About six years ago, five players on the U.S. Women’s National Soccer Team (USWNT) filed a Charge of Discrimination with the U.S. Equal Employment Opportunity Commission against the U.S. Soccer Federation (USSF). The women claimed that they were paid up to four times less than their male counterparts for doing basically the same job.
Three years ago, on International Women’s Day. Twenty-eight members of the USWNT filed this lawsuit against the USSF in federal court, alleging violations of the Equal Pay Act of 1963 and Title VII of the Civil Rights Act of 1964. The district court conditionally certified the case as a collective action under the Equal Pay Act and certified the case as a class action under Title VII. The court then granted summary judgment to USSF on the players’ pay-discrimination claims. The USWNT players sought review of that ruling in an appeal to the Ninth Circuit.
Om Tuesday, the two sides announced that they had settled.
According to a filing in the Ninth Circuit Court of Appeals, the parties engaged in settlement discussions and recently agreed on the key terms of a settlement. No one has signed an agreement yet, and any final settlement will depend on ratifying a new USWNT collective bargaining agreement — unequal prize money from FIFA makes this tricky — and approval from the district court.
According to several published reports, among them this one from Jeff Carlisle at ESPN.com, the players will receive a lump sum payment of $22 million. USSF will pay an additional $2 million into an account to benefit the USWNT players in their post-career goals and charitable efforts related to women’s and girls’ soccer. Each player can apply for up to $50,000 from this fund.
The players had sought $66.7 million in back pay.
If you’re USSF, why settle, especially considering the big victory it secured in 2020 when a federal judge dismissed the Equal Pay Act claims?
Molly Hensley-Clancy, writing here for The Washington Post, reported that USSF faced “significant pressure.” Specifically, it had “alienated many of its sponsors when it argued in legal filings that its women’s players were less skilled and worked less demanding jobs than the men.” That approach led to apologies, a new USSF president, and a new legal strategy. Plus, the EEOC planned to argue on behalf of USWNT before the Ninth Circuit. Win or lose, it’s not a good look having the nation’s discrimination watchdog against you.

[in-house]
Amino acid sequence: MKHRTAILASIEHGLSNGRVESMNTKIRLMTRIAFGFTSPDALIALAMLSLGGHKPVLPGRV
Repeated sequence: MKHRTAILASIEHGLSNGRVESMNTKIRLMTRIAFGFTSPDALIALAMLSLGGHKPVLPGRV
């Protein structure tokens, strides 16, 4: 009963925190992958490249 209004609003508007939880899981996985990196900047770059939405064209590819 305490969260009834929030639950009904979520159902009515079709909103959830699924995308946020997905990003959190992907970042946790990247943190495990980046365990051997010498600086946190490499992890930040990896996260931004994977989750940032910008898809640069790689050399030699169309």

For USWNT, it’s more cut-and-dried. The risk of not settling is that they lose the case altogether. Specifically, a judge (or jury) concludes that USSF did not treat them differently because of their gender. Under those circumstances, cashing in for $24M, plus a better CBA and good public relations makes sense.
In a joint statement, USSF and USWNT said: “Getting to this day has not been easy. The U.S. Women’s National Team players have achieved unprecedented success while working to achieve equal pay for themselves and future athletes. Today, we recognize the legacy of the past USWNT leaders who helped to make this day possible, as well as all of the women and girls who will follow. Together, we dedicate this moment to them. We look forward to continuing to work together to grow women’s soccer and advance opportunities for young girls and women in the United States and across the globe.”